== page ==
At the Newfoundland and Labrador Oil and Gas Industry Association (Noia) conference in 2016, Nalcor Energy executive vice-president for offshore development Jim Keating brought news about Cape Freels, a potentially massive deep-water prospect in the West Orphan basin.
On Monday, opening day for the 34th annual Noia conference, Keating returned with more good news: a potentially significant find in the West Orphan Basin they have dubbed Raleigh, Son of Cape Freels.
Keating says it’s too early to apply a number to the resource amount, but it could be the next monster-like find.
“When you look at it spatially and when you look at it as a size of container, it is likely in the top 10 per cent of prospects not only in Newfoundland and Labrador’s jurisdiction, but likely around the world, that companies look at these days,” Keating said.
“When you're trying to attract the investment of multinational oil and gas companies that can go anywhere, if you can put a prospect in front of them that's in the top 10 per cent of prospects that they will see anywhere, that's why it merits a name and a spot on my screen.”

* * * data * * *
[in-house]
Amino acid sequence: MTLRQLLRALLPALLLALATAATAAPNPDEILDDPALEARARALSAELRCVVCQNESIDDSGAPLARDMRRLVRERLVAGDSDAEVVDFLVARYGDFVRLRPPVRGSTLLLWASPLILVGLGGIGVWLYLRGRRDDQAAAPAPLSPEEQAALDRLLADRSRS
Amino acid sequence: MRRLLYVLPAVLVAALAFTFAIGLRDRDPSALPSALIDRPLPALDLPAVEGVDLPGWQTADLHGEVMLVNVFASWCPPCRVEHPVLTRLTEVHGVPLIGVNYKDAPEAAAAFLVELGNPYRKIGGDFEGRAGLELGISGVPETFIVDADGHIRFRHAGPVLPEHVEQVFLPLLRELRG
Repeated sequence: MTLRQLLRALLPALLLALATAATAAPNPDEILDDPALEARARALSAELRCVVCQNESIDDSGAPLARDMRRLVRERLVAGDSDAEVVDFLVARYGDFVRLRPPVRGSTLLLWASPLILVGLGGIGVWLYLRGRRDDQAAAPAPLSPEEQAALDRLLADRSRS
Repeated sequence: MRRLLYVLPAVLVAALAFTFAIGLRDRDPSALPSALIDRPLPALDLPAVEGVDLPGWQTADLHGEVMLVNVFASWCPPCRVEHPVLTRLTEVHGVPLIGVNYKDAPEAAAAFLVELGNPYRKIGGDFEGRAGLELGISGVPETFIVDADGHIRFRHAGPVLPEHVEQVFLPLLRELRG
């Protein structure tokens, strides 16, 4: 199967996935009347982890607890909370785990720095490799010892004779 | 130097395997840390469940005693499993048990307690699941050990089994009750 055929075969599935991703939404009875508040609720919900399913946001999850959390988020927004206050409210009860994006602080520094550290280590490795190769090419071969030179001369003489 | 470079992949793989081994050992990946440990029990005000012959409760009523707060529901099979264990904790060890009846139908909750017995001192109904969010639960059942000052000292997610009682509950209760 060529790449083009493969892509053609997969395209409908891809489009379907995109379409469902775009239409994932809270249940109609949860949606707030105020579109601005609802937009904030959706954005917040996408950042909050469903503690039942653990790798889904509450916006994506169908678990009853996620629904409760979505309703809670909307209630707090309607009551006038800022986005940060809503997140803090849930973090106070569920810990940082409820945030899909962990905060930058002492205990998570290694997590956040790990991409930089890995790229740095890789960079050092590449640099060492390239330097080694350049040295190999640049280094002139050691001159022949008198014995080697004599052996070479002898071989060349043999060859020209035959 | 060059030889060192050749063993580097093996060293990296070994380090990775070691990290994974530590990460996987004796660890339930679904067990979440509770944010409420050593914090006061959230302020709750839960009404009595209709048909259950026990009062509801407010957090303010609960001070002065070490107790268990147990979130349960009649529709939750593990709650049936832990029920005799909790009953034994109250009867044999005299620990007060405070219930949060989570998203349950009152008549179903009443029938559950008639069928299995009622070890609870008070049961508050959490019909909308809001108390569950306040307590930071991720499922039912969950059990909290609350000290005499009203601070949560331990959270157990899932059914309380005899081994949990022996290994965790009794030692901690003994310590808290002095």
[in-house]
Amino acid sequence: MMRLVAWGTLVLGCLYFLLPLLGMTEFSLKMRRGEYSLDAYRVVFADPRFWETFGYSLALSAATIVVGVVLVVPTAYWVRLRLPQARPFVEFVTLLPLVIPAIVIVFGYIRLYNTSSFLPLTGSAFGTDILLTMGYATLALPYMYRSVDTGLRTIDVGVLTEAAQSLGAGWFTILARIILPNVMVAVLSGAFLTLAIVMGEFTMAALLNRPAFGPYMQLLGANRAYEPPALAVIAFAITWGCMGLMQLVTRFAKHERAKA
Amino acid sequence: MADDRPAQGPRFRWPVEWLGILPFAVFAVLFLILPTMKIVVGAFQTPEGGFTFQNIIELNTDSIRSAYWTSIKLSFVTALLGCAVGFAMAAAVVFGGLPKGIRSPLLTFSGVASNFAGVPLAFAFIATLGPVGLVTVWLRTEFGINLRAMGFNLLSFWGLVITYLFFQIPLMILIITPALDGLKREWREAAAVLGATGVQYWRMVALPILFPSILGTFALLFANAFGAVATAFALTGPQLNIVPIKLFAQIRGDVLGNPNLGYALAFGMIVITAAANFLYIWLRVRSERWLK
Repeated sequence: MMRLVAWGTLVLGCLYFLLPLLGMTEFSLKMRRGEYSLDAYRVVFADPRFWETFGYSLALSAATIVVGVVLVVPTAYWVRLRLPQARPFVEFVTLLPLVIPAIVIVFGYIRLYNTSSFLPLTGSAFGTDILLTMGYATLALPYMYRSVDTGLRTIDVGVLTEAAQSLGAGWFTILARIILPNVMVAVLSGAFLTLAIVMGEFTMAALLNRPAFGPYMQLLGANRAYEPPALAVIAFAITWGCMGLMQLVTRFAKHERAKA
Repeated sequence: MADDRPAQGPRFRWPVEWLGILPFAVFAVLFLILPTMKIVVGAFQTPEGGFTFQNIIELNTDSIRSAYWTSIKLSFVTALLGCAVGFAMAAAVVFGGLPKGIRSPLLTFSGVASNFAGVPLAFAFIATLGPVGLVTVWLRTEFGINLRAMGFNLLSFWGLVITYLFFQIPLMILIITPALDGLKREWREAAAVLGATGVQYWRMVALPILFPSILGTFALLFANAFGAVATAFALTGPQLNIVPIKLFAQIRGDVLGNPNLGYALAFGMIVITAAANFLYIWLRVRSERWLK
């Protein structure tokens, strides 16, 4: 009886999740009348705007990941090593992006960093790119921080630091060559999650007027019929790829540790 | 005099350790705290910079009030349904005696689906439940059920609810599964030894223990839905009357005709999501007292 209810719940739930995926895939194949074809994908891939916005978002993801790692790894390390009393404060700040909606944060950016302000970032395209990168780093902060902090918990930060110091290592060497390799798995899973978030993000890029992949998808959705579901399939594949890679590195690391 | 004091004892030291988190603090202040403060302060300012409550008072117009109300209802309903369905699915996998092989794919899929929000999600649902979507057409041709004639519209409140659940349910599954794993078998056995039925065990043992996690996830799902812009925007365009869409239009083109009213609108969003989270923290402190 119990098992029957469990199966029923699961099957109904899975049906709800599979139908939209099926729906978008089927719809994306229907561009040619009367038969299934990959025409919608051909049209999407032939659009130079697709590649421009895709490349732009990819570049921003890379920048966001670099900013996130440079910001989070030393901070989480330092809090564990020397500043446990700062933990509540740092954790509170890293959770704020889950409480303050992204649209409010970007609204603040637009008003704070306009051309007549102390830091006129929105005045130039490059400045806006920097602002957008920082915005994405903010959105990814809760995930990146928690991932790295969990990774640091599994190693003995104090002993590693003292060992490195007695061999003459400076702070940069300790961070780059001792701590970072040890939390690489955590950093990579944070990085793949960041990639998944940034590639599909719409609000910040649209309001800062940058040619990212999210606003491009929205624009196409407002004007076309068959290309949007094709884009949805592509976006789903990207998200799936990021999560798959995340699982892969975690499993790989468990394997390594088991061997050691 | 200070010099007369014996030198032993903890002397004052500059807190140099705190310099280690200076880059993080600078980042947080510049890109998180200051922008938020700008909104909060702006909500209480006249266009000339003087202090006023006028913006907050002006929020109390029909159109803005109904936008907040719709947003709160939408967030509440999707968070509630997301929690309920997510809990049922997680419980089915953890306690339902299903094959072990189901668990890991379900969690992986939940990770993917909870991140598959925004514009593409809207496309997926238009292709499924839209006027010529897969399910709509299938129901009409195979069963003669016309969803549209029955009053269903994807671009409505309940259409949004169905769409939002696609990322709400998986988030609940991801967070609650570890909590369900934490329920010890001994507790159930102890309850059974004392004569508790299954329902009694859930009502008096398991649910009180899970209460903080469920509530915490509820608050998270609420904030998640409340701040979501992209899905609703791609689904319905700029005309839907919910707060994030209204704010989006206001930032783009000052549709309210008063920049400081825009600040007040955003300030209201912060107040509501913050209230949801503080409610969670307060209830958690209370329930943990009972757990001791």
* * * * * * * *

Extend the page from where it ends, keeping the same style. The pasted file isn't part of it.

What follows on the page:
For those looking to get a sense of how big it is, Hibernia’s structure was about 150 square kilometres. Raleigh is close to double that.
What sets it apart from other potential prospects is that the resource is stacked as opposed to fanned out, which makes for easier production.
“With single wells, you can turn on and off zones, you can probably get a lot more efficiency out of your per well production.
Nalcor and Beicip-Franlab are currently completing a resource and basin wide assessment, with results available in August or early September. The parcel is available in the 2018 licence round set to close this November.
“It shows that our geology is as comparable to the North Sea or anywhere else for that matter,” Keating says. “Any time we look at any kind of reasonable tract of land, invariably there's prospects in there that are really interesting, not only to us as Newfoundlanders and Labradorians, but interesting to investors whose people and money we need to attract.”
As for future exploration, Keating says Nalcor will maintain the same investment in seismic activity — ball parked between $20 million and $30 million over the last few years.
“Any more, you're going to miss something and you're going to cut some corners,” he says. “Any less, you're not doing the licence round service.”